Cee-Lo’s new song is brilliant, and not just because it uses a brandishes a bad word about like the flag of a conquering army. It may be a deft creative strike against the plague of being overplayed into oblivion.
In pop music, you have this rarefied echelon of songs that start with the artists’ loyal following, slip into mainstream play and suddenly become ubiquitous at sporting events, BBQs, bar jukeboxes, and even the iPod nano your mother takes to the gym. See: Outkast’s “Hey Ya,” Jimmy Eat World’s “The Middle,” Feist’s “1234.” Contrast this to any song from the Black Eyed Peas or Smashmouth, which seem to be constructed solely with the intent of seeing how many commercials and between-inning stadium pumping-up they could profit from. Continue reading →
… these new bands that immediately entered the download queue after this weekend’s sweat-stained beardstockNorthside Festival. Thanks to the good people at the L Magazine for putting on the fest and providing a dollar-per-music value vastly greater than any other fest I’ve seen. Seriously, there was about a week where I was considering oing to SXSW this year to see what the fuss was about. Until I saw what the badges cost, which start at $130 for wristbands and go up to $750 DOLLARS for the all-access music pass (not counting film and interactive badges too). The Northside Festival, while less all-encompassing, cost $50, or just $40 if you had a discount code. I can suffer through a crowd of stinky flannel for that.
REO Speedwagon’s Kevin Cronin: “When we play live, it’s a riot”
(The Guide, 3/12) The upside to being a band that’s persevered for more than three decades is that you can play anywhere from Mexico City to Savannah and draw a lively crowd.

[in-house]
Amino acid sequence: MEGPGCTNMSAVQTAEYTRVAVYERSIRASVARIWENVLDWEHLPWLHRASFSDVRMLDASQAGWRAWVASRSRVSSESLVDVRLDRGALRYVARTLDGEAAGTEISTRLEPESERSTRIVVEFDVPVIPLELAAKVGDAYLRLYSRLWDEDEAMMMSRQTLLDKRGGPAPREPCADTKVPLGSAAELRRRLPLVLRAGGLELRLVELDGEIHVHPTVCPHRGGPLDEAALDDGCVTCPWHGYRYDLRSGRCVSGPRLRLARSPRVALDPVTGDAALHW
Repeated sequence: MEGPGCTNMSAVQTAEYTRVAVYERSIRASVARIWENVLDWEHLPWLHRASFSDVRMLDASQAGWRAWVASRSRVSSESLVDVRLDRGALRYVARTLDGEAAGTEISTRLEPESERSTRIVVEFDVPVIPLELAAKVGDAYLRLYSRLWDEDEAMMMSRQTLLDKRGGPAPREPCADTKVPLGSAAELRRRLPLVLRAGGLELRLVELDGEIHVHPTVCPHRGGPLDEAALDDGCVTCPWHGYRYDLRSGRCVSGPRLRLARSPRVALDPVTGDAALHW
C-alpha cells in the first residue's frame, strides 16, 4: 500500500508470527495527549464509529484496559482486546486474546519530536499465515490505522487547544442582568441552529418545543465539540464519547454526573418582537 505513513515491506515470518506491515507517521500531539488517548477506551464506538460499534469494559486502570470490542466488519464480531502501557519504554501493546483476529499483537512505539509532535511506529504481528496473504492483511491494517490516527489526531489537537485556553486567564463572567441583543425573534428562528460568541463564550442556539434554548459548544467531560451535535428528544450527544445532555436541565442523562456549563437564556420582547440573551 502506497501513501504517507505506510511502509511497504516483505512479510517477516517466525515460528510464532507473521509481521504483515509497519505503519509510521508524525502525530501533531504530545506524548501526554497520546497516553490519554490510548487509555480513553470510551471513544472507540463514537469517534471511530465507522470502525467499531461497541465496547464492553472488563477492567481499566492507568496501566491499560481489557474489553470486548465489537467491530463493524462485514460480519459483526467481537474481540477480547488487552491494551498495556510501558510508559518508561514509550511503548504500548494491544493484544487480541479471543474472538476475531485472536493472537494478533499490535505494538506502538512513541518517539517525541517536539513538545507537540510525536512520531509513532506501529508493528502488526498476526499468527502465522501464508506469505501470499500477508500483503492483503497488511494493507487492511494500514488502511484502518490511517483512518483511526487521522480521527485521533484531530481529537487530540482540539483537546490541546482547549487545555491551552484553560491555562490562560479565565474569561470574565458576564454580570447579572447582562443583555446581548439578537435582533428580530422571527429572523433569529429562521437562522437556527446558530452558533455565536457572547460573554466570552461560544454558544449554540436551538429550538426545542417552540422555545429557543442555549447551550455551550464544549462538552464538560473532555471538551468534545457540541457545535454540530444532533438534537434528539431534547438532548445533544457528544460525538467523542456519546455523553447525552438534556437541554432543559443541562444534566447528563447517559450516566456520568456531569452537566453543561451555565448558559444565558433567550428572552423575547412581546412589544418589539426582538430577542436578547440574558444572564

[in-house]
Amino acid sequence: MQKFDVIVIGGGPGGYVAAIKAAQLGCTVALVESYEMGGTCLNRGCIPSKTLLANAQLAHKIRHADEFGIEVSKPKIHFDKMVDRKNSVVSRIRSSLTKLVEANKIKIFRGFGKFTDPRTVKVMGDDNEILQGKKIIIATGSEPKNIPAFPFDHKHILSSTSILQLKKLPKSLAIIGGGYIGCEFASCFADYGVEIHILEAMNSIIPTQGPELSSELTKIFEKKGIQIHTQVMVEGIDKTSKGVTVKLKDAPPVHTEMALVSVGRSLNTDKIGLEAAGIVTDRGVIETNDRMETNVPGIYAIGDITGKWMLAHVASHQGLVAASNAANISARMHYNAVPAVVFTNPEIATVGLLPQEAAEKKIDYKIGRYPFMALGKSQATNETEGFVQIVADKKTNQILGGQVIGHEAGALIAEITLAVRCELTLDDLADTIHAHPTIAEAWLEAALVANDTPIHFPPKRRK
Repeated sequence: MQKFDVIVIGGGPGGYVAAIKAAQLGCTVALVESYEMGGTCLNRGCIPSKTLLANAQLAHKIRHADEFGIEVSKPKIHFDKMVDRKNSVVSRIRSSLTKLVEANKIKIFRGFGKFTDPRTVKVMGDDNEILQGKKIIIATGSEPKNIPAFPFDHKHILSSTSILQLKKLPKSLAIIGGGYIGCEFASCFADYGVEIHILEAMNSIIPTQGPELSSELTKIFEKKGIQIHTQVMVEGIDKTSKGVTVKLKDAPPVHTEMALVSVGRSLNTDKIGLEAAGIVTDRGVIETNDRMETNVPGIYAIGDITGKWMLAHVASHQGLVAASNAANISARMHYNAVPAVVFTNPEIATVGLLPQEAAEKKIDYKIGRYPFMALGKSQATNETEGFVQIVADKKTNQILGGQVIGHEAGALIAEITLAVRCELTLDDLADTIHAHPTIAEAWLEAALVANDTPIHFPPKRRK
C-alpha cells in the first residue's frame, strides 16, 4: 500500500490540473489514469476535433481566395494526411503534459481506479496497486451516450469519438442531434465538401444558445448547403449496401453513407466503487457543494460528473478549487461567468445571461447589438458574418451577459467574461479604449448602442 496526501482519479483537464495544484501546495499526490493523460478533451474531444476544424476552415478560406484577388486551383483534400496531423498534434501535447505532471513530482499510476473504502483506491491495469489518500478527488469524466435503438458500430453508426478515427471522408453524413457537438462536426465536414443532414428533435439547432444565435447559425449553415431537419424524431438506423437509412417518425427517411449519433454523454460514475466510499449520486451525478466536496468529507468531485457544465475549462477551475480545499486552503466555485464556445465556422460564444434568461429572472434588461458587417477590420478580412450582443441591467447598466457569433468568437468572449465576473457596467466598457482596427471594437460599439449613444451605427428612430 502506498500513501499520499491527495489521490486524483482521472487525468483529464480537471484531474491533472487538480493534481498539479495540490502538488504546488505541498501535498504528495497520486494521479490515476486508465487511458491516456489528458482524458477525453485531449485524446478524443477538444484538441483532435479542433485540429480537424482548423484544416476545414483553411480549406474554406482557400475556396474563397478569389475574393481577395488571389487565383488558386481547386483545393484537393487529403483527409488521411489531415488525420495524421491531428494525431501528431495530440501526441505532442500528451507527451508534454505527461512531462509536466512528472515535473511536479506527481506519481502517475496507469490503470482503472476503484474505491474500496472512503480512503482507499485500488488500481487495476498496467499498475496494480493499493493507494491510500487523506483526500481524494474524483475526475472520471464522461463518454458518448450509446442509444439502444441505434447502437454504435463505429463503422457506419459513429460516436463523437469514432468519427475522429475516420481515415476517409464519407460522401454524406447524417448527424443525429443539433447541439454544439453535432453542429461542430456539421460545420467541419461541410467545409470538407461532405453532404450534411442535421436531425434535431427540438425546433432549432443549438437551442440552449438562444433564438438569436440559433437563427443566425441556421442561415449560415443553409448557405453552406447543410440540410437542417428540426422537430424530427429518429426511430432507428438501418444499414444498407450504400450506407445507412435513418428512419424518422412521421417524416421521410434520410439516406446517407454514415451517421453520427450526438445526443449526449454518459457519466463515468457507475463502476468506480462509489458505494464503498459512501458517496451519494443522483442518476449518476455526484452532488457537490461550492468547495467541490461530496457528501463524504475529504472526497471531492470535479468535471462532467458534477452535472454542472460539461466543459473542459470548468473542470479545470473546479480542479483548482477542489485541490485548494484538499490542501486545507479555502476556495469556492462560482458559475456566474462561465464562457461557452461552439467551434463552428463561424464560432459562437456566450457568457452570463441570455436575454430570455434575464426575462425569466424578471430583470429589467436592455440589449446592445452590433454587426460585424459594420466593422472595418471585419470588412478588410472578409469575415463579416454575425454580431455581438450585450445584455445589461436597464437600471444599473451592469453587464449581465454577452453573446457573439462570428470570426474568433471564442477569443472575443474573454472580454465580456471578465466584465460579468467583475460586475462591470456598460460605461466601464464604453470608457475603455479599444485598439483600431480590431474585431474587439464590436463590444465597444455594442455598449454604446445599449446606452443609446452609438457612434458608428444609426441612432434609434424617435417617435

The downside is that styles and trends change quickly, and your fans tend to best remember your early days. REO Speedwagon lead singer Kevin Cronin, for instance, is often asked to sign copies of the band’s 1979 album “Nine Lives,” the cover of which features the group clad in tight black spandex and leather, with tail-wearing vixens hanging on them and a black panther on a chain in the foreground.
“At the time it was considered cool,” Cronin said with a chuckle in a phone interview last week. “It definitely wasn’t who I was, that’s for sure.”
REO Speedwagon, Edwin McCain
When: 8 p.m. March 13
Where: Johnny Mercer Theatre, 301 W. Oglethorpe Ave., Savannah.
There were days in the dead of Grace Potter’s winter, a thick blanket of snow surrounding her parents’ farm in the New England countryside, when she would get pictures from a friend in Savannah. The friend would have his shirt off and be barbecuing on a roof, with a smile on his face that indicated just a bit of gloating.
“We’d be up in Vermont freezing in three feet of snow. I was very jealous,” Potter said by phone Monday from Memphis, where her band, the reconfigured Nocturnals, was recording a performance for PBS.
For this edition of Friday Happy, sit back and enjoy this video from new band Tinted Windows, then let’s discuss.
Why do some of these musical upstarts seem so familiar, you ask? And why is your brain getting that tingling sensation that either a stroke or a complete black-hole alternate-reality, double-Spock mind crush is impending? Details after the jump (thanks to Cribbster for the tip).